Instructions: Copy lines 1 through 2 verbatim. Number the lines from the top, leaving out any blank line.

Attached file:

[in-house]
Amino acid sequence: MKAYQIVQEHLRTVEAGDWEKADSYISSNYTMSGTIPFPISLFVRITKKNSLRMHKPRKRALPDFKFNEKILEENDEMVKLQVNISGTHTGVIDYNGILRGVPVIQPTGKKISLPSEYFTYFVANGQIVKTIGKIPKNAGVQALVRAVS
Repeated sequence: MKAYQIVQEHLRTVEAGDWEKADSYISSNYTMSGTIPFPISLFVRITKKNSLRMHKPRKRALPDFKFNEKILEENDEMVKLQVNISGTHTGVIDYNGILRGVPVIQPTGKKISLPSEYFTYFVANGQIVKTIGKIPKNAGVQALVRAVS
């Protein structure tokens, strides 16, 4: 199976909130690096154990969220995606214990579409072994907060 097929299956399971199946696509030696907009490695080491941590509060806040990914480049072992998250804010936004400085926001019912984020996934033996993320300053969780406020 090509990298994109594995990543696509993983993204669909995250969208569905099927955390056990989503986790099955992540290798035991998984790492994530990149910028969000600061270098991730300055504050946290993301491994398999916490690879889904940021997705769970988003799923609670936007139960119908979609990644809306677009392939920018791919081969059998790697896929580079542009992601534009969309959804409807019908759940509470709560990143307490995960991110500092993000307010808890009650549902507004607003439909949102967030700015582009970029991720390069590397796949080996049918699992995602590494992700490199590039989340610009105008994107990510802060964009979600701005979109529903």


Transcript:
[in-house]
Amino acid sequence: MKAYQIVQEHLRTVEAGDWEKADSYISSNYTMSGTIPFPISLFVRITKKNSLRMHKPRKRALPDFKFNEKILEENDEMVKLQVNISGTHTGVIDYNGILRGVPVIQPTGKKISLPSEYFTYFVANGQIVKTIGKIPKNAGVQALVRAVS